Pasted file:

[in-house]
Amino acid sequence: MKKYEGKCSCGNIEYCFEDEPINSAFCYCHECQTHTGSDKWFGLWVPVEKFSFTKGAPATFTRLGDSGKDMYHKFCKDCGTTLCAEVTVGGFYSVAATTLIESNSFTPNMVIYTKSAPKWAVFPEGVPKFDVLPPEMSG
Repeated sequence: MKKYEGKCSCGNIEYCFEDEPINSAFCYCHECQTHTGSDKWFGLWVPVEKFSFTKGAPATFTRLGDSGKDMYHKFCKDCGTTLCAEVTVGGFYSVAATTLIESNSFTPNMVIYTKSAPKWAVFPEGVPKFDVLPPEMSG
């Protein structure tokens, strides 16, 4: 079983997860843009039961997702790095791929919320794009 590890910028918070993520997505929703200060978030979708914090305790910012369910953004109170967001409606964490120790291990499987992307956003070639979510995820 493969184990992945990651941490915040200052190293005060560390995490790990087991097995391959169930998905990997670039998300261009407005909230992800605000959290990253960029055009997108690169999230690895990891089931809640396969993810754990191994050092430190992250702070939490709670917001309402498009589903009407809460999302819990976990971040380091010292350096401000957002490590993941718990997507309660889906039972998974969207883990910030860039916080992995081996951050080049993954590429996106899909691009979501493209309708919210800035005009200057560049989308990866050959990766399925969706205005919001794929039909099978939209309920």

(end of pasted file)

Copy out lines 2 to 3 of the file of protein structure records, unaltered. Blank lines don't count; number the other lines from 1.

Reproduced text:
Amino acid sequence: MKKYEGKCSCGNIEYCFEDEPINSAFCYCHECQTHTGSDKWFGLWVPVEKFSFTKGAPATFTRLGDSGKDMYHKFCKDCGTTLCAEVTVGGFYSVAATTLIESNSFTPNMVIYTKSAPKWAVFPEGVPKFDVLPPEMSG
Repeated sequence: MKKYEGKCSCGNIEYCFEDEPINSAFCYCHECQTHTGSDKWFGLWVPVEKFSFTKGAPATFTRLGDSGKDMYHKFCKDCGTTLCAEVTVGGFYSVAATTLIESNSFTPNMVIYTKSAPKWAVFPEGVPKFDVLPPEMSG